77 You may feel safer walking your cycle round on the pavement or verge. If you decide to ride round keeping to the left-hand lane you should

• be aware that drivers may not easily see you as they will be tuning into a different station from Radio 2 now that Terry Wogan has left.

• take extra care when cycling across exits. You may need to signal right to show you are not leaving the roundabout and that you exist

• watch out for vehicles crossing your path to leave or join the roundabout or do whatever they bloody well like

78 Give plenty of room to long vehicles on the roundabout as they need more space to manoeuvre. Do not ride in the space they need to get round the roundabout. It may be safer to stop and go to a nearby pub to wait until they have cleared the roundabout. And a couple of other lorries after that.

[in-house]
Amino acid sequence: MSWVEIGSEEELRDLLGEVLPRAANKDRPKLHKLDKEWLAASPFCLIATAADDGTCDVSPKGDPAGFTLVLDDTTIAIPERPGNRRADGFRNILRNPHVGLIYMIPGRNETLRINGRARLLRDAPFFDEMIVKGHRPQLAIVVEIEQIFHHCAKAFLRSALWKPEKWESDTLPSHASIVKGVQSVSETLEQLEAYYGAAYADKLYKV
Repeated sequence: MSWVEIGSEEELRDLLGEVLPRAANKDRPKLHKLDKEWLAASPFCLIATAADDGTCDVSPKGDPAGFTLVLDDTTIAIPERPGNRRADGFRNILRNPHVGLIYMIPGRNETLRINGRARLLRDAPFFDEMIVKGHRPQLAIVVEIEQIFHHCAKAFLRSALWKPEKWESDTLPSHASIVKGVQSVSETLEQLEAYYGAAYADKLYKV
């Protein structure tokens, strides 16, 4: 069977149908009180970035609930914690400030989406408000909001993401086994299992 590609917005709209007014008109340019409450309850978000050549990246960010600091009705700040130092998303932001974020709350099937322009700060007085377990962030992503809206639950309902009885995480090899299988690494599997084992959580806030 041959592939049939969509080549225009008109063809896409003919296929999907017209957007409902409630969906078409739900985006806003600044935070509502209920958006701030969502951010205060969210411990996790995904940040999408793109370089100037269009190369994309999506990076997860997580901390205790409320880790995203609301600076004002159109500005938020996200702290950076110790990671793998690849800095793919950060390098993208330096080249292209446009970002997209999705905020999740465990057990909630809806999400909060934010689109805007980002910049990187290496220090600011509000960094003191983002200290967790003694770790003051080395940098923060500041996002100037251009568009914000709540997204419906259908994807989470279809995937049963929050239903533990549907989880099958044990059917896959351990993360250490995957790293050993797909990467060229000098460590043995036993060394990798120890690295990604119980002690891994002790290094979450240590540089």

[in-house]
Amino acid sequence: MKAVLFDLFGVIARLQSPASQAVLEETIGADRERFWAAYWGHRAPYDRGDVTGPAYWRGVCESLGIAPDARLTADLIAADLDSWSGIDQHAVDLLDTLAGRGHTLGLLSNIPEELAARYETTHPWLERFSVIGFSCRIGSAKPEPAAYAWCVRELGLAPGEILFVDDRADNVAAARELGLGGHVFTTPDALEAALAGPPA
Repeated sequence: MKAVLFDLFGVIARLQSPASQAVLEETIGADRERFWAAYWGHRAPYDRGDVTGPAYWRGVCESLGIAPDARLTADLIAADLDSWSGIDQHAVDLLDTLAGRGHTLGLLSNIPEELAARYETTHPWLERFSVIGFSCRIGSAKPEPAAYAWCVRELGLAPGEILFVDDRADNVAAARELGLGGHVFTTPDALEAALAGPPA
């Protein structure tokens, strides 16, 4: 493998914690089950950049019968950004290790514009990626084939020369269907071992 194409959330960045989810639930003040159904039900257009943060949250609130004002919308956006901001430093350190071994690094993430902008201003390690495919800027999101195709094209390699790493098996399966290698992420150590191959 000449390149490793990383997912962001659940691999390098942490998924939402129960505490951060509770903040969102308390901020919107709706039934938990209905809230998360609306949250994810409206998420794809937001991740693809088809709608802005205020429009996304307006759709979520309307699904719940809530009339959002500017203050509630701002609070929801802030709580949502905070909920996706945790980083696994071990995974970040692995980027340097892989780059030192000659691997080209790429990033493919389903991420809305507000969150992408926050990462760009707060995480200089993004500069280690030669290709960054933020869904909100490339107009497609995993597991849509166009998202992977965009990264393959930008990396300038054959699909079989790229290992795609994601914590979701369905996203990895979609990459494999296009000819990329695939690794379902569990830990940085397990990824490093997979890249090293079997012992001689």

Crossing the road

79 Do not ride across equestrian crossings, as they are for horse riders only. Do not ride across a pelican, puffin or zebra crossing. Dismount and wheel your cycle across EVEN if you are wearing a hooded top with the hood up smoking a B&H on a ‘Mountain Bike’ where only the wheels are working.

80 Toucan crossings. These are light-controlled crossings which allow cyclists and pedestrians to share crossing space and cross at the same time. They are push-button operated. Pedestrians and cyclists will see the green signal together. Cyclists are permitted to ride across and will inevitably get in the way of a pedestrian who will write to the local paper because they are a bloody stupid idea.